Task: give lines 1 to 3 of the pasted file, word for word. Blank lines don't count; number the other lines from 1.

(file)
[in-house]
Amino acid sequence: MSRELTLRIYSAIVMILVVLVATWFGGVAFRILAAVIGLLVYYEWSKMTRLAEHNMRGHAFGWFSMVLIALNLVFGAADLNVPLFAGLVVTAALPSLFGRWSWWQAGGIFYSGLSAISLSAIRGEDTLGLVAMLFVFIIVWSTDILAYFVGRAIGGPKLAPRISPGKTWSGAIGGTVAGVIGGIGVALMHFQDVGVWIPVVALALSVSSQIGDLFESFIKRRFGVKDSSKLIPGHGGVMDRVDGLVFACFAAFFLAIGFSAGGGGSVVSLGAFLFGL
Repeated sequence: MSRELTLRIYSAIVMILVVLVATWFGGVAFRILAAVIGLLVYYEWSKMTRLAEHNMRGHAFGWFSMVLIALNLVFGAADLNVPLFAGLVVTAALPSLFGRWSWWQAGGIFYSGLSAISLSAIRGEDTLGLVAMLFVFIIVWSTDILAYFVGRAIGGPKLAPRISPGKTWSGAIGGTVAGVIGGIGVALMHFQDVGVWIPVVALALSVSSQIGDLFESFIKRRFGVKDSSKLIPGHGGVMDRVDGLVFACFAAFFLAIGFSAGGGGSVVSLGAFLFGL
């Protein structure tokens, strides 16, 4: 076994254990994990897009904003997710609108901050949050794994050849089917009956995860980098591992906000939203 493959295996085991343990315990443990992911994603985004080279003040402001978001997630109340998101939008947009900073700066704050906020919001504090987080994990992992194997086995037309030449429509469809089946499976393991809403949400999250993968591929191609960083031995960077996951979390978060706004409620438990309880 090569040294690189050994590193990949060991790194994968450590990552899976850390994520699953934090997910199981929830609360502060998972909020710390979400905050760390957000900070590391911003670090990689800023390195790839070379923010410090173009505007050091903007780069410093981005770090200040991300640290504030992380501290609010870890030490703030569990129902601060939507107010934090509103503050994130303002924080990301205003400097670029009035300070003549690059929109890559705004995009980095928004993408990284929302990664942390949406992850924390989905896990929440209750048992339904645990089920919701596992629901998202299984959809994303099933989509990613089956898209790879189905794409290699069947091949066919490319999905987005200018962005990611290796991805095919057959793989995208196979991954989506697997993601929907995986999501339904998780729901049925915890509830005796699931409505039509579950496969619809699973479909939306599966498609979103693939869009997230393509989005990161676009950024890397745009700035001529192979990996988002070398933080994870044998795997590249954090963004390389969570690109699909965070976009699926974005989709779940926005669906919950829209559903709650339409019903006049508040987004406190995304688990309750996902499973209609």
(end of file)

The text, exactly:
[in-house]
Amino acid sequence: MSRELTLRIYSAIVMILVVLVATWFGGVAFRILAAVIGLLVYYEWSKMTRLAEHNMRGHAFGWFSMVLIALNLVFGAADLNVPLFAGLVVTAALPSLFGRWSWWQAGGIFYSGLSAISLSAIRGEDTLGLVAMLFVFIIVWSTDILAYFVGRAIGGPKLAPRISPGKTWSGAIGGTVAGVIGGIGVALMHFQDVGVWIPVVALALSVSSQIGDLFESFIKRRFGVKDSSKLIPGHGGVMDRVDGLVFACFAAFFLAIGFSAGGGGSVVSLGAFLFGL
Repeated sequence: MSRELTLRIYSAIVMILVVLVATWFGGVAFRILAAVIGLLVYYEWSKMTRLAEHNMRGHAFGWFSMVLIALNLVFGAADLNVPLFAGLVVTAALPSLFGRWSWWQAGGIFYSGLSAISLSAIRGEDTLGLVAMLFVFIIVWSTDILAYFVGRAIGGPKLAPRISPGKTWSGAIGGTVAGVIGGIGVALMHFQDVGVWIPVVALALSVSSQIGDLFESFIKRRFGVKDSSKLIPGHGGVMDRVDGLVFACFAAFFLAIGFSAGGGGSVVSLGAFLFGL